Using Ossum Cards and Labels Effectively
Critical to the success of any software development project is the ability to parse the project into manageable deliverables and to manage those deliverables. One of the cornerstones of Agile is to break down work into manageable pieces and focus on delivering value in small increments. Kanban is one of the most popular software development methodologies for dividing deliverables into smaller units of work and assigning them to developers.
Whether you use this software development technique or some other method, a basic premise is that all members of the team should know:
- What they are working on
- The relationship between their work and the work of others
- The progress made on that work
Boards and Cards
The ossum planning board is a Kanban-style board organized with columns and cards. The figure below shows how ossum uses cards to organize work.
Each card on the board represents a piece of work on the Shipyard project. Organizing the cards into columns indicates the stage of work (Backlog, Development, Done, or Archive). The titles of these columns can be altered to suit whatever structure you choose for your project. You can also add additional columns to meet your organization's needs.
Each card represents a piece of work. Cards are formatted to include features such as:
The description is simply a description of the work to be done. Generally, this is a short, high-level explanation of the contents of the card displayed on the board. The owners are people who are assigned to do the work. Each card can be expanded to display more details of the work. You can add notes and attachments. You can also provide a checklist of steps to be completed. The status of the items on the checklist are summarized and displayed on the top level of the card.
Cards and Labels
Ossum’s use of labels is a powerful and flexible feature that allows you to tag, sort, and filter cards based on selected characteristics. Although ossum leaves the choice of labels to the user, some probably should be considered for any software project. These include:
These labels can be color-coded or use emojis for easy recognition on the board. Ossum provides a wide variety of colors for this purpose. You can use labels to indicate a category of work. For example, some work may be performed off-shore or by an outside consulting group. Ossum allows you to tag these with labels.
Even in relatively small projects, the number of cards expands rapidly, and the board can become cluttered. Ossum provides the ability to filter the cards by any number of labels.
For example, suppose you want to view only bugs. You could filter the board to view only the items with a "bug" label. You might want to drill down further to see only the critical bugs. And then only the critical bugs that are behind schedule. Once you set up your labels, you can easily filter on them.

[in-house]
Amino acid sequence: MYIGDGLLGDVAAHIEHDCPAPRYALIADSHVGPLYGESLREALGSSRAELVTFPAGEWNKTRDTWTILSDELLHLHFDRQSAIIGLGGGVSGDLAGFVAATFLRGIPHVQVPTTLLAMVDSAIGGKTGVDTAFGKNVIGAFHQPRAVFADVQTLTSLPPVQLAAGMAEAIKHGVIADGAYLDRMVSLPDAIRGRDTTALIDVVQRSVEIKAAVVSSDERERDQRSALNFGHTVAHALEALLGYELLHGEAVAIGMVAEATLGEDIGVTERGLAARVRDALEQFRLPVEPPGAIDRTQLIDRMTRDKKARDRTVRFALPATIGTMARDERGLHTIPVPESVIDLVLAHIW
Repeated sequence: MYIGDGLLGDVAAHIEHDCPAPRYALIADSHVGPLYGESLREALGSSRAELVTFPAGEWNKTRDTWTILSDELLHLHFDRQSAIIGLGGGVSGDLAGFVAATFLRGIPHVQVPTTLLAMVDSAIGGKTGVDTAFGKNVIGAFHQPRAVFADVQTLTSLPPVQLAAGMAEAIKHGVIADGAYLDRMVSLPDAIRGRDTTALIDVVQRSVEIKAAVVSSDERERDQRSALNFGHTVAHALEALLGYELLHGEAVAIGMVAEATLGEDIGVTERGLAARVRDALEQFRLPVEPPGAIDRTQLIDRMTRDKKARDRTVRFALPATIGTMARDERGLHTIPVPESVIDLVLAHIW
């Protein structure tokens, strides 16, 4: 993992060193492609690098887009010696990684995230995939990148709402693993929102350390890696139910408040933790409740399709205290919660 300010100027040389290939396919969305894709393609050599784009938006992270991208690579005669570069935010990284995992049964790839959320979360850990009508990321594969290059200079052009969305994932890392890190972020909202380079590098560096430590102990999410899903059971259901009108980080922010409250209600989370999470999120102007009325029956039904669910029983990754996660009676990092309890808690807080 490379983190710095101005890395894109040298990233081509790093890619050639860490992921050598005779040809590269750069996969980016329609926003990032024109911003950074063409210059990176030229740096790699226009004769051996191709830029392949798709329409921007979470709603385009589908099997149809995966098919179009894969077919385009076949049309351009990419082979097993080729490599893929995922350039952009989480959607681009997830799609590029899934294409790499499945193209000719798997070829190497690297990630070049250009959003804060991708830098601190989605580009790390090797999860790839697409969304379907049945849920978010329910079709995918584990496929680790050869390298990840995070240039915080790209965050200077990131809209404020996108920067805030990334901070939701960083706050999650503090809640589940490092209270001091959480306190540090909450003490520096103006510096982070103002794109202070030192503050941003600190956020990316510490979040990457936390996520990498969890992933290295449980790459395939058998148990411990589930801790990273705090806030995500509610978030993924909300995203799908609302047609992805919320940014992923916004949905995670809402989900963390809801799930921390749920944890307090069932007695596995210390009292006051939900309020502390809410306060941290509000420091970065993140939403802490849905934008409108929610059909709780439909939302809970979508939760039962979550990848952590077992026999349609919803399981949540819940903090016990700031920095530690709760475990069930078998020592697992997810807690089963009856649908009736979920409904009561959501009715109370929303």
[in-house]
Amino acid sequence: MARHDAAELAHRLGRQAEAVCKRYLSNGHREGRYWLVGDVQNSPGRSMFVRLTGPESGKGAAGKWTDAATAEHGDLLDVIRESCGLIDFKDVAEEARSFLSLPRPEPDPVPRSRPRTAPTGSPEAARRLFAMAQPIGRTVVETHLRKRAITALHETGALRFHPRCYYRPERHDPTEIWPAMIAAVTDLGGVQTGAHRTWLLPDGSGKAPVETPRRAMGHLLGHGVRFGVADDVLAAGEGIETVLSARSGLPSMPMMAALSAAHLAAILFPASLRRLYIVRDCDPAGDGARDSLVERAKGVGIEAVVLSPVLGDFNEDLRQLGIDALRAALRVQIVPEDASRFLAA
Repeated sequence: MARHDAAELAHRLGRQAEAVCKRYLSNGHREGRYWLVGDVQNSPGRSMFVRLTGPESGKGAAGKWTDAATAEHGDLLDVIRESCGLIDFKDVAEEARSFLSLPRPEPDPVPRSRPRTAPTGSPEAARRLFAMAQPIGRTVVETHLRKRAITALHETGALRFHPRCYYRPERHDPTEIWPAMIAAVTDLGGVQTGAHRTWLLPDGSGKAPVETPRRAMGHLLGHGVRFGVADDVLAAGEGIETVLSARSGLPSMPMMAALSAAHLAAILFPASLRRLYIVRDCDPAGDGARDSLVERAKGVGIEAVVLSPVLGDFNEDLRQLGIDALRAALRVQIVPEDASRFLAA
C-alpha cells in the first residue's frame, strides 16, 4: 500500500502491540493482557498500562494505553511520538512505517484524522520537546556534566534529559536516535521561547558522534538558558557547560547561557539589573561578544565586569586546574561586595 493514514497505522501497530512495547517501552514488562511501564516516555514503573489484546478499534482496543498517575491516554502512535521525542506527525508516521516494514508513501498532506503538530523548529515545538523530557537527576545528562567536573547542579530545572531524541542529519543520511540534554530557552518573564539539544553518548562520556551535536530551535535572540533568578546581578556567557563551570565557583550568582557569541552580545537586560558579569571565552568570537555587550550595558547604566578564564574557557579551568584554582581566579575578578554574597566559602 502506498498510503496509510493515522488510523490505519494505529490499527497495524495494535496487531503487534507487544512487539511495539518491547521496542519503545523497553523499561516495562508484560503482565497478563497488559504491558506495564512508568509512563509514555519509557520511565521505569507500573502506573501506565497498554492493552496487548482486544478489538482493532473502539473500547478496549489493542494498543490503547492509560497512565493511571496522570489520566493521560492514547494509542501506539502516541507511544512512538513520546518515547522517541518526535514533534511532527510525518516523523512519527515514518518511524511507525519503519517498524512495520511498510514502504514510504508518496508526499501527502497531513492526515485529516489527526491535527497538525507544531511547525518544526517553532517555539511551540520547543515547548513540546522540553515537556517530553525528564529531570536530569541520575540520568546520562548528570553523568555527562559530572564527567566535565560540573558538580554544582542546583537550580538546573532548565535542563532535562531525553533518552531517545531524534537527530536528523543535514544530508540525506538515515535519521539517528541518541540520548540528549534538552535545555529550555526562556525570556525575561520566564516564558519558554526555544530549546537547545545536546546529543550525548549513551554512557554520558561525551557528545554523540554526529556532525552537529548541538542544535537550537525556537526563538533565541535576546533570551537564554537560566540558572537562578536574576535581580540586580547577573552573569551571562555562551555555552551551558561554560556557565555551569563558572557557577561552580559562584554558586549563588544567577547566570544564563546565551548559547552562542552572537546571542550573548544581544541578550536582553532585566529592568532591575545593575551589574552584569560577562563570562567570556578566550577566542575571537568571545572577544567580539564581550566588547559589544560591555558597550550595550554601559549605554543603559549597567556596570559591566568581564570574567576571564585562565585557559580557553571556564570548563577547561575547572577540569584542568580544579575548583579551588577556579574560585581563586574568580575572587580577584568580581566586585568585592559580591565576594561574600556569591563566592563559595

One tip to point out is: avoid the temptation to use compound labels, such as "critical-bug". Although this may be expedient for a given situation, it leads to a combinatorial explosion of the number of labels required. It may limit filtering flexibility. Instead, use two labels like "bug" and "critical" to convey both type and importance.
Another example involves using labels along with the developers assigned to a card. You may want to see how many critical bugs were being worked on by Amy, and her team made up of Chris, Pat, and Jo. Ossum allows you to filter on "critical", "bug", Amy, and any member of her team. You can also see the other critical features assigned to this group to balance their workload.
To focus on a particular group of cards, you can employ the concept of the Epic. Epics provide another grouping mechanism for cards in ossum in addition to the sorting and filtering capabilities of labels. An Epic is a group of cards related to the same deliverable or strategic theme. They provide the user with the ability to combine cards and understand how they work together as a group. The ability to group cards into an Epic helps the user to focus on given features and functionality of the project.
For example, Epics may contain the cards related to an onboarding experience: importing work from an external service provider, set up an example planning board, provide documentation and getting started guides, and fixing issues prior to launch. All of these fall under the same Epic even though the work may be done by different teams.
Integrating labels and Epics into your workflow means you can quickly zero in on the crucial information about the status of a project. It can help a manager understand the overall status and work distribution. It can also help a developer understand who is responsible for a deliverable that is a prerequisite to a card for which they are responsible. This ability can help them determine work priority and limit downtime.